Sharks Around These Remote Islands Have Set a World Record

A natural rock formation known as Darwin's Arch protrudes from the water southeast of Darwin Island. Qldian/Thinkstock/Neil Gelinas/National Geographic

The northern Galápagos islands of Darwin and Wolf are home to a world record when it comes to sharks, according to a new study. The Charles Darwin Research Station (CDRS) and the National Geographic Society investigated the remote Ecuadorian islands made famous by naturalist Charles Darwin, and found a shark biomass of 12.4 tons per hectare.

Biomass? That's essentially the collective mass of some living thing — in this case sharks — in a designated area. Imagine scooping up the ocean with a giant bucket, picking out all the sharks and weighing your haul. Biomass is a slightly different measurement than the sheer number of sharks, as one large hammerhead shark could weigh more than the combined weight of three smaller nurse sharks, for instance. So that amount of 12.4 tons, if translated just to scalloped hammerheads, for instance, would equate to about 380 sharks per hectare, weighting 65 pounds (30 kilograms) each when full grown. A hectare is equal to about 2.5 acres, or 10,000 square meters.

"The islands of Darwin and Wolf are jewels in the crown of the Galapagos because of the sheer abundance of sharks and other top predators," said Pelayo Salinas de Leon, the paper's lead author and senior marine ecologist at CDRS, in a press release announcing the findings.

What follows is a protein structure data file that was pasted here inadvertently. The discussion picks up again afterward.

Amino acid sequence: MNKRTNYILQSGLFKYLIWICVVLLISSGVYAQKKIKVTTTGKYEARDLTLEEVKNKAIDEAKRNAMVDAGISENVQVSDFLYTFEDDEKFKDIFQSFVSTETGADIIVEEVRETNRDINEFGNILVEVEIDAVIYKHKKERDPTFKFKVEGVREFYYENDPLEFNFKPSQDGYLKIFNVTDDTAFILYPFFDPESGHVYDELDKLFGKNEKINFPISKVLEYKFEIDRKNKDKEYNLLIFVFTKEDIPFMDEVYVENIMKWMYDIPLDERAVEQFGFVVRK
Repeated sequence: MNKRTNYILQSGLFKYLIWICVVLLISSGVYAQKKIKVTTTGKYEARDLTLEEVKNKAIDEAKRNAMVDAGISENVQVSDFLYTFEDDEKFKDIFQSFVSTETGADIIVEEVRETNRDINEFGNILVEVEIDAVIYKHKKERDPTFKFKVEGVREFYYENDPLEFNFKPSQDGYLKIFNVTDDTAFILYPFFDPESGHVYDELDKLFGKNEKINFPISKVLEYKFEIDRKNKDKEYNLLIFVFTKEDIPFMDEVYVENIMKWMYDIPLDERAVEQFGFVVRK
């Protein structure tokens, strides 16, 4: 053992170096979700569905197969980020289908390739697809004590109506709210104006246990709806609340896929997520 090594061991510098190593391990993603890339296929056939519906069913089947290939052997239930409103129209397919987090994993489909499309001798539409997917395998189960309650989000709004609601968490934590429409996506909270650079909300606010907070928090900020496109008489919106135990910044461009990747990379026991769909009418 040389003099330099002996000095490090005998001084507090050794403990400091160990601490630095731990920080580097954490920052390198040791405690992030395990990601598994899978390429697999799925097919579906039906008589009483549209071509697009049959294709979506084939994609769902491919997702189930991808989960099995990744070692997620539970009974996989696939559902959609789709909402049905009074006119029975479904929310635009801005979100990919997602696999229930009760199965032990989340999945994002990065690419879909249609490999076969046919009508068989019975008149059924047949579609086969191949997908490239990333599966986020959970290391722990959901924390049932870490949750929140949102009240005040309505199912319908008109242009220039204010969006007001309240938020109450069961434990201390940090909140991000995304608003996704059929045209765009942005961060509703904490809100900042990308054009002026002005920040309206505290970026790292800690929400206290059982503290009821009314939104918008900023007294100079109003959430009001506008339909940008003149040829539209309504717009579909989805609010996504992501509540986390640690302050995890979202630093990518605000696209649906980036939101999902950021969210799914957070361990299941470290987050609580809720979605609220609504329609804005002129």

Overfishing has dramatically depleted the world's population of sharks and other large predatory fishes by up to 90 percent. The paper, published in the journal PeerJ, underscores the ability of government action to have a positive impact on preservation efforts. Darwin and Wolf Island, the two northernmost islands in the Galapagos Archipelago, are located within Ecuador's Galapagos Marine Reserve, but until March 2016 did not enjoy as full a legal protection as the rest of the sanctuary. Overfishing has had a significant impact on the islands' grouper population, for instance, which was a motivating factor in instituting the protective measures.

"The current protection should ensure the long-term conservation of this hotspot of unique global value," the paper concludes.

The team surveyed seven rocky reef sites around the islands, using stereo-video equipment over a period of two years. The researchers actually found the largest biomass of reef fish ever, with the majority comprising shark species.

Costa Rica's Cocos Island National Park and the Chagos Marine Reserve in the Indian Ocean have the world's second and third largest shark biomass.

"While Galapagos giant tortoises, Darwin's finches, and mocking birds have received much of the attention since Darwin's visit," the authors write," the underwater Galapagos remains under-studied and largely unknown compared to terrestrial ecosystems."